Patrick Hook joins in an experiment to test the ballistic performance of different ammunition
- Every one of us wants to be able to produce nice tight groupings when we shoot.
- However, even if you invest in a top-of-the-line rifle and couple it with the best optics you can find, your money will have been wasted if the ammo you’re using doesn’t suit the gun.
- If the weight of the bullet doesn’t match the twist-rate of the barrel, it will be unstable and accuracy will be non-existent.
The effects of changing ammo
My friend Olly, a keen fox shooter and deer stalker, wanted to know what effects changing a number of features of his ammo would have. These included the type and amount of powder, the bullet’s weight and ballistic characteristics, and the overall cartridge length for both his .308 Sauer 202 and his Nosler M48 in .204.
An interesting exercise for rifle users
The basic set-up was something that anyone with access to a suitable piece of land could achieve — in this case, it was the range on my mate Paul’s farm. The zeroing area is a measured 100 yards and although we normally shoot off a one-ton concrete block, Olly wanted to use a chronograph to measure the bullet velocities.
Using the Chrony Alpha
As this needs to be a few feet from the muzzle, it wouldn’t fit on the short platform we had. To get around this, we set up a wooden table instead. The Chrony Alpha was placed such that the bullet would pass between its antenna-like sensors and the speed displayed on a digital readout.
To minimise the effects of heat on the groupings, Olly fired five times from one rifle, then moved across to the other one before switching back again. After each shot, he checked the velocity, with each value being recorded on his phone. This allowed him to look back over the load configurations and draw sensible conclusions.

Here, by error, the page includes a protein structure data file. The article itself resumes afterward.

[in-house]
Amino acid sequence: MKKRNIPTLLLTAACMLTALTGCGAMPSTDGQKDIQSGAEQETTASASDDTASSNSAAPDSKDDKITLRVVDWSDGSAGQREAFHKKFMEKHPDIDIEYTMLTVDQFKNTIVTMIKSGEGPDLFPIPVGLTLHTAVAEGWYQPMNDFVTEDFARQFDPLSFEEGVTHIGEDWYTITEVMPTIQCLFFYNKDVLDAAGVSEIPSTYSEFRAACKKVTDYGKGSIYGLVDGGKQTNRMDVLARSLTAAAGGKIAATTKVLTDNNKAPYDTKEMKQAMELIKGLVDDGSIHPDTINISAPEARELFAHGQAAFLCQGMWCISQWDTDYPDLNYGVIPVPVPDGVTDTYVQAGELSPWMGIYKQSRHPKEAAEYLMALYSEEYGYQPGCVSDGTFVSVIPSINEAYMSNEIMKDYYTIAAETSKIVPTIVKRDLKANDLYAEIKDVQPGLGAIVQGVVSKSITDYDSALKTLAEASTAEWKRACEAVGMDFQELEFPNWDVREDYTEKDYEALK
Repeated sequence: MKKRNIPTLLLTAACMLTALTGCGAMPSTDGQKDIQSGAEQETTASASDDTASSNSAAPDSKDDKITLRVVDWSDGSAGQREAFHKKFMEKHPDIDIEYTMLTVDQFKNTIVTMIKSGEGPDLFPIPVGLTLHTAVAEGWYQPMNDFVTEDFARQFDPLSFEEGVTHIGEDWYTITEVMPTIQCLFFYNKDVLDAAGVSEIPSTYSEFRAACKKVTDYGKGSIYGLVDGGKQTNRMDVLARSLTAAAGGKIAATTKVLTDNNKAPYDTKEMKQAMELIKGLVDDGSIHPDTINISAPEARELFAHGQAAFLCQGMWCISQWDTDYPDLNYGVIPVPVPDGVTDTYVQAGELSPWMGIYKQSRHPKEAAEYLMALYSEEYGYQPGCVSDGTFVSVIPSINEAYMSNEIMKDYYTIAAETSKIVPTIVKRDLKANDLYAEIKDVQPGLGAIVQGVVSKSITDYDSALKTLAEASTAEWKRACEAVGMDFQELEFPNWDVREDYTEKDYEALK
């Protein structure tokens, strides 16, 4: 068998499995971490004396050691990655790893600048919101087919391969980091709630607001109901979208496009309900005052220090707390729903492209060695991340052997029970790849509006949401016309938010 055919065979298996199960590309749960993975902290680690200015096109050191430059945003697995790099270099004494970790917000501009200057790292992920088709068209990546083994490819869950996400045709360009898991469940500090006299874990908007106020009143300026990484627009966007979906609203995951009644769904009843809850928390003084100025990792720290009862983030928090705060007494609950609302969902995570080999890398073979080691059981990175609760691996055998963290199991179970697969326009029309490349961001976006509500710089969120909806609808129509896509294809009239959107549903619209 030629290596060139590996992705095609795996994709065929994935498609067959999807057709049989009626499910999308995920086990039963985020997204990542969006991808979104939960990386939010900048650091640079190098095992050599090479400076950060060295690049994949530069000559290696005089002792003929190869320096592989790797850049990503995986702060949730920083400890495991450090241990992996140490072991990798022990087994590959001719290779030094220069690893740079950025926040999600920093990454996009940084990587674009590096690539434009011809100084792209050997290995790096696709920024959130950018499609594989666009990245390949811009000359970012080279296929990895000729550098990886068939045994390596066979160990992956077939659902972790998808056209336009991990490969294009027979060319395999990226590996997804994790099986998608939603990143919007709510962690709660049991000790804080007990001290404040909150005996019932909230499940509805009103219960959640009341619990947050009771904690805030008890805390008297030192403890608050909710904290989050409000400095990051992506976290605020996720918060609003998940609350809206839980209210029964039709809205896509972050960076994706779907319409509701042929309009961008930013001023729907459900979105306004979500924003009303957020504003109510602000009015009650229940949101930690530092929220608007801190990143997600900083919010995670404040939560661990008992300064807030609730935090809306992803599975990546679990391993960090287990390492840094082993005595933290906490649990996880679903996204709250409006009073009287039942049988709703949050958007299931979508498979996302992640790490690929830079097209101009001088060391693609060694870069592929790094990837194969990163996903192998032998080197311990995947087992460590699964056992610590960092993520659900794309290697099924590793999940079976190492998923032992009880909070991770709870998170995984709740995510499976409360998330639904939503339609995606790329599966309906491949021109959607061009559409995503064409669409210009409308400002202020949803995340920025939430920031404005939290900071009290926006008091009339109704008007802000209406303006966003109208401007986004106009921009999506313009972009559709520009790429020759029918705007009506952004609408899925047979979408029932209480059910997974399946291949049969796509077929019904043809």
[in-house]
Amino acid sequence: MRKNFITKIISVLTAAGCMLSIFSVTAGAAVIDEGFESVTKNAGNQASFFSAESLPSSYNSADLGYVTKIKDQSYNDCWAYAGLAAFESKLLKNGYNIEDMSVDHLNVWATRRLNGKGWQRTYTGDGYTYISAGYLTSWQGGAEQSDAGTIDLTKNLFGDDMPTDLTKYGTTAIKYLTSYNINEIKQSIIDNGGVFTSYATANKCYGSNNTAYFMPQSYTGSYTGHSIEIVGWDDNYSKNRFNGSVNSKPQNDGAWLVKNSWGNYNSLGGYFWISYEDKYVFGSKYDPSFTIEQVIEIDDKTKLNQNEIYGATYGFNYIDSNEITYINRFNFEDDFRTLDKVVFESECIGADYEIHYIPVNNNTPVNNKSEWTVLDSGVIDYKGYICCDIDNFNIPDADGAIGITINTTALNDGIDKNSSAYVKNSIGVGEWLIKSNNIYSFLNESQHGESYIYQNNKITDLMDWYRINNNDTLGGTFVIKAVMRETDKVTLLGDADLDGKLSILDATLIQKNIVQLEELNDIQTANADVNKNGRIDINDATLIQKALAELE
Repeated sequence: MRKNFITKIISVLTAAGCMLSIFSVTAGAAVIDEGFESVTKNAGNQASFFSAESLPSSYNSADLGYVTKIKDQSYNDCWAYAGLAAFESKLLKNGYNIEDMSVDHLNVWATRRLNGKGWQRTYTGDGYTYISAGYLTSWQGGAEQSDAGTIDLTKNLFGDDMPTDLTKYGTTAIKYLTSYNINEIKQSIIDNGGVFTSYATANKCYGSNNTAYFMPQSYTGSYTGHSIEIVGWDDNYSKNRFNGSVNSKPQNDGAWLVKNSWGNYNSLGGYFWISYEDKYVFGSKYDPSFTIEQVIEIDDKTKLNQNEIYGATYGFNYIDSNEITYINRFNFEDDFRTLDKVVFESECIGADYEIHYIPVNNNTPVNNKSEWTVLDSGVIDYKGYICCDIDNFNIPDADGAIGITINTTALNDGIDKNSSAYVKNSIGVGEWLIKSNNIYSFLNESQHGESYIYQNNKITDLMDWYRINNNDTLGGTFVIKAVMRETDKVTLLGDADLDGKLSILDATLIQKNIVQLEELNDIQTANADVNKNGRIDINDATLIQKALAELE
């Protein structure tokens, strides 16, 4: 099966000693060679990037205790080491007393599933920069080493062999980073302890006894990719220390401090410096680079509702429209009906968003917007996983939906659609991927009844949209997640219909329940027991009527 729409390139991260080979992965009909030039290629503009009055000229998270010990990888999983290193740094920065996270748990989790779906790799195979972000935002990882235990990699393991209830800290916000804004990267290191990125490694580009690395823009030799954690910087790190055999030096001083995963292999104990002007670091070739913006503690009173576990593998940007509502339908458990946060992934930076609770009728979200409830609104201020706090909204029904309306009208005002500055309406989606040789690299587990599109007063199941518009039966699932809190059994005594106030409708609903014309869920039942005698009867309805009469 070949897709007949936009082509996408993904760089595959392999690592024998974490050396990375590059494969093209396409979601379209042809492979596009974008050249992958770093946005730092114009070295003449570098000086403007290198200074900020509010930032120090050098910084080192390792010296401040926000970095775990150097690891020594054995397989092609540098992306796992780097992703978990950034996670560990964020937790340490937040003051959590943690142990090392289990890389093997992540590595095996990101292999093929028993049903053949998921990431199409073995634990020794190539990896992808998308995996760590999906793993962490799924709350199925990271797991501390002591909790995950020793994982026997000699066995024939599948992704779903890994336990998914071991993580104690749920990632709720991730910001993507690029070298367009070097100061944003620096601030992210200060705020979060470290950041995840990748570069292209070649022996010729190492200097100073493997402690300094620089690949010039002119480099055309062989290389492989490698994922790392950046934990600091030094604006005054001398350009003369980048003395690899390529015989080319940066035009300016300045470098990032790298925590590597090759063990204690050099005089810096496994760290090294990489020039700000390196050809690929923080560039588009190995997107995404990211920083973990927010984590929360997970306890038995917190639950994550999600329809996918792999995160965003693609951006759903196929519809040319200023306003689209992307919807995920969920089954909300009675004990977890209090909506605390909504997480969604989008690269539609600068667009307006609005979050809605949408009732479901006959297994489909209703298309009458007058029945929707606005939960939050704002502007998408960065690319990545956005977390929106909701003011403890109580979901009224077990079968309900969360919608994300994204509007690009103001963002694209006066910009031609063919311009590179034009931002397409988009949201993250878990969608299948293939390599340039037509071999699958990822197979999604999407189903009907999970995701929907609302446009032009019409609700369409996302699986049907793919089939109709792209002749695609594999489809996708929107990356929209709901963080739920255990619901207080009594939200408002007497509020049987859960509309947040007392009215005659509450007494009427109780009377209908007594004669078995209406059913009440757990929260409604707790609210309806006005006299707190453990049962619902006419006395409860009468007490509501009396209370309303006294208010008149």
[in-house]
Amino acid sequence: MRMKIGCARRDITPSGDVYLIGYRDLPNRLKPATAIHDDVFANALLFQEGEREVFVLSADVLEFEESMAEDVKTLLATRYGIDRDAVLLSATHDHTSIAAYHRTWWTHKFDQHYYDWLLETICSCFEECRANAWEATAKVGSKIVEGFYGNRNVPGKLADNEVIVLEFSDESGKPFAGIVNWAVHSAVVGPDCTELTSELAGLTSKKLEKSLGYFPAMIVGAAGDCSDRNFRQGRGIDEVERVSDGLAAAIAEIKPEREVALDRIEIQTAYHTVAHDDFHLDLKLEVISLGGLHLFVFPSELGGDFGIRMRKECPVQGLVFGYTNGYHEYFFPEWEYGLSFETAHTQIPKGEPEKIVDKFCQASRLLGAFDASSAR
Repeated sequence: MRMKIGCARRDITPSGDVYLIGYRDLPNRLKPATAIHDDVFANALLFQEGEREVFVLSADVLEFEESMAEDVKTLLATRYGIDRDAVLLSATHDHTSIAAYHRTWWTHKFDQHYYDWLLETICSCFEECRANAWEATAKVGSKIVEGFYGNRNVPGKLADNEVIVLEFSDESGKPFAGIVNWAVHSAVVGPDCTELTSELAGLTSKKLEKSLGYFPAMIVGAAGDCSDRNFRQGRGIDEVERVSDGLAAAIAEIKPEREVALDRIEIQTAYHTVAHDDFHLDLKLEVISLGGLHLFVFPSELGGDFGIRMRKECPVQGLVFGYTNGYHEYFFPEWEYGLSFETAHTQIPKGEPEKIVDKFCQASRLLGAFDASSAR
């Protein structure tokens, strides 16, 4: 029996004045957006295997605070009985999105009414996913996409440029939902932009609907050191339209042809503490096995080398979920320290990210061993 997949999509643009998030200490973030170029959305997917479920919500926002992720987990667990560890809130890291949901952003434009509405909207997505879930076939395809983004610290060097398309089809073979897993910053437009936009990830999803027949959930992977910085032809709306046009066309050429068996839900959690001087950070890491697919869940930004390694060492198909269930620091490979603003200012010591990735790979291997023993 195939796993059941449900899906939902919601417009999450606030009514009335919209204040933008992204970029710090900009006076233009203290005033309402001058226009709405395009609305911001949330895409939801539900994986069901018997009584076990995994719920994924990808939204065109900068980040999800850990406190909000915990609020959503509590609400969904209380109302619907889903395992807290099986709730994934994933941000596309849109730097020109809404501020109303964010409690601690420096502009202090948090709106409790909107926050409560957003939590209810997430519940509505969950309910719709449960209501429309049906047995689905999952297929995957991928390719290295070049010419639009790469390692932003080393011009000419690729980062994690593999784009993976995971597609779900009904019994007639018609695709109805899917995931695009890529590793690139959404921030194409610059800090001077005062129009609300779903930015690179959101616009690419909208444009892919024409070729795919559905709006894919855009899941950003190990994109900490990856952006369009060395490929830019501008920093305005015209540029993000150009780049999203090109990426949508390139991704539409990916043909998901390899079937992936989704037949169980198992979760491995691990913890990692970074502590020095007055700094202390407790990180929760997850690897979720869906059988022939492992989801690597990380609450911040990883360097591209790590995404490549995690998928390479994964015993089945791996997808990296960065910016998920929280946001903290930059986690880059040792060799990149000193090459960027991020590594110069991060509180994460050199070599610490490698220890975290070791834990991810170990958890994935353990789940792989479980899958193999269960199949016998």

The reason for using a different powder was that EU regulations have prohibited the import of any varieties containing certain chemicals. Sadly, this includes many popular ones such as the excellent Hodgdon BL-C(2), which is we have both used until now.
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Having spent a lot of time doing his research, Olly concluded that CFE 223, also manufactured by Hodgdon, was a candidate replacement.
Both 32 grain and 39 grain bullets were tested in the .204 — unfortunately, he’d previously discovered that when the rounds were loaded to their optimum performance, they were too long to fit in the magazine. As a result, he’d had to seat the bullet further into the case than he would have liked.
It should be made clear that this was only the first step in Olly’s load development, but it was an important one as it showed that Hodgdon CFE 223 clearly works well, and that further development is worthwhile. Speeds averaged over 3,800 feet per second for the 39 grain bullets, and more than 4,000 feet per second for the 32 grain bullets. I was certainly impressed.